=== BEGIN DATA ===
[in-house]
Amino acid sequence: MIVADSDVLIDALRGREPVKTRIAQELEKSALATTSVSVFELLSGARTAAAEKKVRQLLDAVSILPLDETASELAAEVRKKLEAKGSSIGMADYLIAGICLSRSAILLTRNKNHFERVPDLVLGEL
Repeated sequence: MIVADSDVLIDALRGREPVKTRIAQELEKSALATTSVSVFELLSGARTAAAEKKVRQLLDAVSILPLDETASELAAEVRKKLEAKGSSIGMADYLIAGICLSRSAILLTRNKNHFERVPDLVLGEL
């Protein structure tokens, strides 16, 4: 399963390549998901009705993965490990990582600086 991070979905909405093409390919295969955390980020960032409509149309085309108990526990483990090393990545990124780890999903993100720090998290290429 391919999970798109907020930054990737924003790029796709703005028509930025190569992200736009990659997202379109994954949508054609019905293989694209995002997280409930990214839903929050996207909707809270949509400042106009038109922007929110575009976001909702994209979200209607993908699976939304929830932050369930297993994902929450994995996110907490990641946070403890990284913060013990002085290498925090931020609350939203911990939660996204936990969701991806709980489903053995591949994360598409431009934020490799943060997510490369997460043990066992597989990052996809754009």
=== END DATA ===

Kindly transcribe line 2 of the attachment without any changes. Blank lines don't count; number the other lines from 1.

Amino acid sequence: MIVADSDVLIDALRGREPVKTRIAQELEKSALATTSVSVFELLSGARTAAAEKKVRQLLDAVSILPLDETASELAAEVRKKLEAKGSSIGMADYLIAGICLSRSAILLTRNKNHFERVPDLVLGEL